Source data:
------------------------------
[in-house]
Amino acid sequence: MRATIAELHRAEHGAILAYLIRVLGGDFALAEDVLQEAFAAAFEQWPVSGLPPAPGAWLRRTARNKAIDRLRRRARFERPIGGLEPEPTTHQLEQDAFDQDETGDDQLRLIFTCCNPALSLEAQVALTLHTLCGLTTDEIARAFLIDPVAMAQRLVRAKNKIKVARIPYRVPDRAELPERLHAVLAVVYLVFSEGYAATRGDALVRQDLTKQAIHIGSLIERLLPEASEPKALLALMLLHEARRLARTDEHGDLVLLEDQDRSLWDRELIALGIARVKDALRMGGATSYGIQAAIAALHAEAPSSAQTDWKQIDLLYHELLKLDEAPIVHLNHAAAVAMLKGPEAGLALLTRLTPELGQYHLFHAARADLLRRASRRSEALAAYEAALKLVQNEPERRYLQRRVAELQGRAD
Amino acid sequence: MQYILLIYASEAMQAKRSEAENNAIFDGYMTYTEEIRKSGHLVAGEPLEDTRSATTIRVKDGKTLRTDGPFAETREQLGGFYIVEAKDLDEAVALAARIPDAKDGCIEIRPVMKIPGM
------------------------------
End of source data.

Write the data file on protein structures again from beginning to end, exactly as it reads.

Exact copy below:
[in-house]
Amino acid sequence: MRATIAELHRAEHGAILAYLIRVLGGDFALAEDVLQEAFAAAFEQWPVSGLPPAPGAWLRRTARNKAIDRLRRRARFERPIGGLEPEPTTHQLEQDAFDQDETGDDQLRLIFTCCNPALSLEAQVALTLHTLCGLTTDEIARAFLIDPVAMAQRLVRAKNKIKVARIPYRVPDRAELPERLHAVLAVVYLVFSEGYAATRGDALVRQDLTKQAIHIGSLIERLLPEASEPKALLALMLLHEARRLARTDEHGDLVLLEDQDRSLWDRELIALGIARVKDALRMGGATSYGIQAAIAALHAEAPSSAQTDWKQIDLLYHELLKLDEAPIVHLNHAAAVAMLKGPEAGLALLTRLTPELGQYHLFHAARADLLRRASRRSEALAAYEAALKLVQNEPERRYLQRRVAELQGRAD
Amino acid sequence: MQYILLIYASEAMQAKRSEAENNAIFDGYMTYTEEIRKSGHLVAGEPLEDTRSATTIRVKDGKTLRTDGPFAETREQLGGFYIVEAKDLDEAVALAARIPDAKDGCIEIRPVMKIPGM